Charlie Jane Anders's All the Birds in the Sky: smartass, soulful novel
All the Birds in the Sky is everything you could ask for in a debut novel -- a fresh look at science fiction's most cherished memes, ruthlessly shredded and lovingly reassembled.
It's odd to call Charlie Jane Anders, editor of IO9 and celebrated
short-story writer and editor a "debut novelist," but All
the Birds in the Sky is her first science fiction novel for
adults, and it embodies all that's best about debut novels -- a
lifetime's worth of creativity, frustrations and inspirations crammed
into a single set of covers, bursting with wild promise.
Patricia is a witch. One day while hiding out in the woods from her
dysfunctional family -- psychotic sister, dead-eyed overachiever
parents -- she discovers that she can speak to animals, and finds
herself in the presence of the Parliament of Birds, who ask her a
riddle. She blacks out and awakens in her family house and facing
Laurence is a geek. He has successfully managed many of the serious
challenges to attaining full geekdom -- building his own GNU/Linux box
and successfully decoding the notoriously cryptic instructions for
building a two-second time-machine, you know, one of those watches
that makes you jump two seconds into the future? He is the goat of his
school and a perennial disappointment to his violently normal parents.
Of course they become friends, and enemies. At their awful school,
both are targeted for vicious bullying, and they try to have each
other's backs, though they can't, exactly. Especially Laurence, who's
a bit of a dick. It doesn't help that the school guidance counsellor
is a psychotic assassin who's had a vision of Patricia and Laurence
growing up to destroy the human race, and who is doing his best to
kill them both, though the assassin's guild rules prohibit him
personally slipping in the knife.
This sets up a story that's one part Daniel Pinkwater -- alienated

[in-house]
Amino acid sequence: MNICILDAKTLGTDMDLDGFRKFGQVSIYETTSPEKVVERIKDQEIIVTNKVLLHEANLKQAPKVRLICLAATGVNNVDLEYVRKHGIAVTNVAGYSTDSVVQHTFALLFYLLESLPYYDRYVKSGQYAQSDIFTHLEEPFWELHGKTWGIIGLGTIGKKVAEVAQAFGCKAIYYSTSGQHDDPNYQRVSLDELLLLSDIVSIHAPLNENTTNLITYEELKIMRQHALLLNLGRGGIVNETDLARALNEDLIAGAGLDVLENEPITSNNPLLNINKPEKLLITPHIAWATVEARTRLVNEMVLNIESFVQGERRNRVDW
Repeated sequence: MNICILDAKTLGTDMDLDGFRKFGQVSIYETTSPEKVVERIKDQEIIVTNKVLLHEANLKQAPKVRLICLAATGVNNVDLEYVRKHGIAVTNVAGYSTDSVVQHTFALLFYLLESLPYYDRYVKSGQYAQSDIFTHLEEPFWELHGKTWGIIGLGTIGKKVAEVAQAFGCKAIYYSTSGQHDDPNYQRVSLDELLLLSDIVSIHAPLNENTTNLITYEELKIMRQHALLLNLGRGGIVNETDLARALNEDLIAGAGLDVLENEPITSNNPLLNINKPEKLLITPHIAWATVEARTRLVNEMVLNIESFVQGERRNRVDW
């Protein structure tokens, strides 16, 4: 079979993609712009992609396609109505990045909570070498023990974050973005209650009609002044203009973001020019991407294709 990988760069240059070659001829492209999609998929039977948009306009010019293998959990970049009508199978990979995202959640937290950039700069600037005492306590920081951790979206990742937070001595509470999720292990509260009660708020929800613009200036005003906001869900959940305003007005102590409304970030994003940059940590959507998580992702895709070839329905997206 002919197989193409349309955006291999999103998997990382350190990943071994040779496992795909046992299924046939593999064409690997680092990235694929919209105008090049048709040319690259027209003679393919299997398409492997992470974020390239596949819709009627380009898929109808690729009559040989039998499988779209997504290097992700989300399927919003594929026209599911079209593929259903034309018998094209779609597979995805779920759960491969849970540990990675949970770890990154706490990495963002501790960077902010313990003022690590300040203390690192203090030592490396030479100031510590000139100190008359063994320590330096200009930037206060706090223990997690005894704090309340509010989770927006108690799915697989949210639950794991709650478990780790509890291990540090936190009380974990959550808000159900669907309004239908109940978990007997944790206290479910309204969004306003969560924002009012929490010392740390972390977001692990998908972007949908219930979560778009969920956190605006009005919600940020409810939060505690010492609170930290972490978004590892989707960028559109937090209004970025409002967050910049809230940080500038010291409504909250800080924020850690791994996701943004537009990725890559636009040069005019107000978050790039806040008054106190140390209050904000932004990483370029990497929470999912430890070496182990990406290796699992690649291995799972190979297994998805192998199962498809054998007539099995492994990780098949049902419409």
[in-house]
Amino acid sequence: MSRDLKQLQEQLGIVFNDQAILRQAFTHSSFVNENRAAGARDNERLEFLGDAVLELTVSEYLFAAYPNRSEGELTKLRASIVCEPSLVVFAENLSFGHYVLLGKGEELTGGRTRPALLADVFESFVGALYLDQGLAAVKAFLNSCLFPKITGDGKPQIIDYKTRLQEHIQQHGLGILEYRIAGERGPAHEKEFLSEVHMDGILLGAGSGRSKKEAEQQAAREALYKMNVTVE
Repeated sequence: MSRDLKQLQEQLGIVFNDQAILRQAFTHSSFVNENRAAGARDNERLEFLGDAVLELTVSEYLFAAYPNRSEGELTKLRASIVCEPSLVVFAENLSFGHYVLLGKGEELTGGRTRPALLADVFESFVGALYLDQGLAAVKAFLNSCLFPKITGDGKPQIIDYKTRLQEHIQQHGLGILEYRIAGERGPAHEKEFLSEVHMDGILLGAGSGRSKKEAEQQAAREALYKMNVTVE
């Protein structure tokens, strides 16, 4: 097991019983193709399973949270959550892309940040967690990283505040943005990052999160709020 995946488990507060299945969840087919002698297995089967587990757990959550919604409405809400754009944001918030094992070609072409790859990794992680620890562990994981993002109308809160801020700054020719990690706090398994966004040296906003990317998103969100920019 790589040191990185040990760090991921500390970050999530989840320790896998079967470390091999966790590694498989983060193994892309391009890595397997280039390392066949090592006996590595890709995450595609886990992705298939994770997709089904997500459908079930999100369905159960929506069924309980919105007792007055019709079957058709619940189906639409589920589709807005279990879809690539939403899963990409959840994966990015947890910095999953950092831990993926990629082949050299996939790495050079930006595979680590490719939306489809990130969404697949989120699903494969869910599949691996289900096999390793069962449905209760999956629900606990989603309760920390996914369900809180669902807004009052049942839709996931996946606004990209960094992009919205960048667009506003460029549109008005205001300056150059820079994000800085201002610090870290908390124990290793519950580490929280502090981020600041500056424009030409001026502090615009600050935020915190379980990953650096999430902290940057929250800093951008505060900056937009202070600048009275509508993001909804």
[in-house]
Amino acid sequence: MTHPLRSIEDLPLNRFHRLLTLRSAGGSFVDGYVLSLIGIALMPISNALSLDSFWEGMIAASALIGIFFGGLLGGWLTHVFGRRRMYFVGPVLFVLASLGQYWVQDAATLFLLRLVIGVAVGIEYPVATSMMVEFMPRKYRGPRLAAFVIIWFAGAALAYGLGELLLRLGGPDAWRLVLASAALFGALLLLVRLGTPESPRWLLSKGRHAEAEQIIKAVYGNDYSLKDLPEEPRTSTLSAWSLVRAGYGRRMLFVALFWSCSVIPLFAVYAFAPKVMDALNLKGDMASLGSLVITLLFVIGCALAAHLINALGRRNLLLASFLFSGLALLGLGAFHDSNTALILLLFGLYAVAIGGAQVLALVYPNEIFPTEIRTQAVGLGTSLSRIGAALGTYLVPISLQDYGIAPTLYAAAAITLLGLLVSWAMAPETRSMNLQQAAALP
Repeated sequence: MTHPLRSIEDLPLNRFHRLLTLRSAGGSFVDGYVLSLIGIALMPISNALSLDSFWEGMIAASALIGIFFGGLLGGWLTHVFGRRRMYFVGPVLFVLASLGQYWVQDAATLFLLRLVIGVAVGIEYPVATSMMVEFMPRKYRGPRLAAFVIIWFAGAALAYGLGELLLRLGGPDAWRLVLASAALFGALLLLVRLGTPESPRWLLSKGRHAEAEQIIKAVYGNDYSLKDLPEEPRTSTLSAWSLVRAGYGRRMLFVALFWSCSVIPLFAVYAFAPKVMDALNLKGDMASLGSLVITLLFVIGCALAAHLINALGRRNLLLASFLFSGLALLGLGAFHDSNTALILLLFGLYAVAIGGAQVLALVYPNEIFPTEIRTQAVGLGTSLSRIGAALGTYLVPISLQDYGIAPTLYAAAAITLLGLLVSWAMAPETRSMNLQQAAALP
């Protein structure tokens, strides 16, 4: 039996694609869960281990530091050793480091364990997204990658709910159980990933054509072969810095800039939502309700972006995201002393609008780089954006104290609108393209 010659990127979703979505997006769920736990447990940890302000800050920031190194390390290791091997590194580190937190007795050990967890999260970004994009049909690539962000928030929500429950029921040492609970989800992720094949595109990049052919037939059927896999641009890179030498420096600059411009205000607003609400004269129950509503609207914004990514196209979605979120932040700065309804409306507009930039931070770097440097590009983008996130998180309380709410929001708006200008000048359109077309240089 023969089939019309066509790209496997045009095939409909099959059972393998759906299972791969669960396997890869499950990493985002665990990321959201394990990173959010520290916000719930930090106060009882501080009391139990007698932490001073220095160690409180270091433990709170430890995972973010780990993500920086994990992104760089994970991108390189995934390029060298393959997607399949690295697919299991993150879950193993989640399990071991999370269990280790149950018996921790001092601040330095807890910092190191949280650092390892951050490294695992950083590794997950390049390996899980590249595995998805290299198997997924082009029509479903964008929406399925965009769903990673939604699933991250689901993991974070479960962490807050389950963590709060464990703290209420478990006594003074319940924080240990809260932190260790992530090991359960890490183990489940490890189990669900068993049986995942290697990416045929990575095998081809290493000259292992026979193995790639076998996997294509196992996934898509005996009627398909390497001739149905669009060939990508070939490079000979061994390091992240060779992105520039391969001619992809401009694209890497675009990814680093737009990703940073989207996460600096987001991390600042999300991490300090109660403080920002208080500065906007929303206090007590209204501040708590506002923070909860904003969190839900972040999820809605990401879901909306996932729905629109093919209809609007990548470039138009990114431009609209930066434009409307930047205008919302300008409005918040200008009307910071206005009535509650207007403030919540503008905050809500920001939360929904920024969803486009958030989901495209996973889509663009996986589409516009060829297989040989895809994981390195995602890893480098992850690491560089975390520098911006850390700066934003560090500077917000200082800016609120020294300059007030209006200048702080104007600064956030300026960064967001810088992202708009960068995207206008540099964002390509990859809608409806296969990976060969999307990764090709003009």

nerds and po-faced absurdism -- one part Lev Grossman -- alienated
genius kids interrogating the awfulness of magic -- and one part Dave
Eggers -- scathing indictments of Silicon Valley triumphalism and
Anders winds the action up and up and up, never forgetting her first
duty to produce a story that's a rollicking novel before it's a
commentary or a critique (though it's both of those, too). Anders's
years at the helm of the excellent IO9 and her prodigious literary
experience give her a unique, deep perspective on the field that is
shot through all her work.
the Birds in the Sky [Charlie Jane Anders/Tor Books]
I'm in the midst of couple of weeks' worth of lectures, public events and teaching, and you can catch me in Toronto (for Word on the Street, Seeding Utopias and Resisting Dystopias and 6 Degrees); Newry, ME (Maine Library Association) and Portland, ME (in conversation with James Patrick Kelly).
Octavia Butler (previously), the brilliant Afrofuturist, McArthur Genius Grant-winning science fiction writer, died far, far too soon, leaving behind a corpus of incredible, voraciously readable novels, and a community of writers who were inspired by her example.
EFF has just posted a job listing for a development director, seeking someone to "take charge of EFF's eleven-person Development Team in their efforts to raise over $13 million each year," starting late 2019 or early 2020.
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